Photo: Robert Clark

Last quarter, the Manhattan housing market experienced its most pronounced third-quarter slowdown since the fall of Lehman Brothers and the collapse of the national housing market in 2008.

Political uncertainty, global trade woes, and soaring home prices all contributed to the softening of the market, according to a new report by New York brokerage Stribling and Associates.

“The third quarter saw the least number of contracts signed for any third quarter since 2008. The main reason is pricing. No one wants to be ‘caught at the top’ and the perception is that over the next year prices will soften,” Stribling director of data and reporting Garrett Derderian tells Livabl.

The median sales price of a Manhattan home, including co-ops and condos, was $1.1 million last quarter — down 3 per cent year-over-year. Units lingered on the market an average of 137 days with sellers adjusting prices — and expectations — in order to make a sale. This was up from an average of 106 days one year ago.

The number of sales slipped 11 percent from this time last year and were down over 30 percent from the record highs in the third quarter of 2013.

Derderian categorizes the current state of the Manhattan housing market as “perplexing,” with economic signposts all pointing to a healthy housing market, when in reality it is weakening.

“Normally this would point to a robust housing market, as the financial sector is one of the key industries that influences real estate. However, with inventory hitting record levels, buyers have considerable options to choose from and little pressure to make a quick decision,” says Derderian.

Co-ops and condos accounted for 55 and 44 percent of sales, respectively. Condos were the most expensive, with an average price per square foot of $1,633. One-bedroom units made up 38 percent of all sales.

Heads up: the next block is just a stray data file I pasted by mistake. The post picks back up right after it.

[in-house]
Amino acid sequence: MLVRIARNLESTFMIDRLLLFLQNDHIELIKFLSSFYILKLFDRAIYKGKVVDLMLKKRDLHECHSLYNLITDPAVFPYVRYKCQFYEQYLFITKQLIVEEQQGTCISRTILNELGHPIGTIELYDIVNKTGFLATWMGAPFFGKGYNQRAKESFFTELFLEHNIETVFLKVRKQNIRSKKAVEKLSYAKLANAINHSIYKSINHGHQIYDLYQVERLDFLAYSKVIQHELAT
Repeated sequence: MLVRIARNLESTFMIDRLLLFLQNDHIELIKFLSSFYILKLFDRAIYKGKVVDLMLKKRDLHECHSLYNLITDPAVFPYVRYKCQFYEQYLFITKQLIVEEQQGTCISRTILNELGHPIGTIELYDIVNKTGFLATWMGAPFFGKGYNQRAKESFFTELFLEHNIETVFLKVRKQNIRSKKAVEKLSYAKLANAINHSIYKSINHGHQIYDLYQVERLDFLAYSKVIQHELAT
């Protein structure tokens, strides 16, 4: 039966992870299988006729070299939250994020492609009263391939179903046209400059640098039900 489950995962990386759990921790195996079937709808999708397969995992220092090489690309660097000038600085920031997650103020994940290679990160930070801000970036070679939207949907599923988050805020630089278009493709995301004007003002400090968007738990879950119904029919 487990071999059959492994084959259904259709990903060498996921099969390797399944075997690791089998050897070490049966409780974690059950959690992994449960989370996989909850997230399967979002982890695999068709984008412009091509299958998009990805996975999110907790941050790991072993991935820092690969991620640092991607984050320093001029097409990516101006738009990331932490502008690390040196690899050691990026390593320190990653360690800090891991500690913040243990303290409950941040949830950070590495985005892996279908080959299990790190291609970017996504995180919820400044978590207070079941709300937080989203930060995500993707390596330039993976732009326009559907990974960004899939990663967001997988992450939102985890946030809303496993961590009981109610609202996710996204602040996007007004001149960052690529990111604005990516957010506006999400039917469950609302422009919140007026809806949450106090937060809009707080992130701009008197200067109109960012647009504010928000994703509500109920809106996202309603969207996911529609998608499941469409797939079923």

There were 7,487 units on the market at the end of the quarter, a new record. Condos made up the largest share of all inventory, with 50 percent. The downtown submarket accounted for 30 percent of all inventory.

Meanwhile, despite the perception of declining inventory and prices peaking, Derderian points out that inventory is actually growing.

“Now, we have a considerable amount of new development units on the market, in addition to the substantial amount of resale product. As properties have become more expensive and lingered, we have entered a buyers’ market. The options afforded to buyers have never been more robust,” says Derderian.

Sellers are adjusting prices across all market segments in order to sell while demand remains high. The average discount was 6.4 percent in the third quarter.

As we enter the fall homebuying season, buyers and sellers should be prepared for more of the same.

“We expect the outlook for the remainder of the year, as it relates to new contracts signed, to be slower when compared to years past as buyers evaluate all options,” predicts Derderian.

Several new construction projects still reportedly have legacy contracts in development that have only begun starting closings. The average and median prices city-wide should remain at current levels, or increase — even if it’s not an accurate picture of current market conditions, says Derderian.

Click here to read the entire report.

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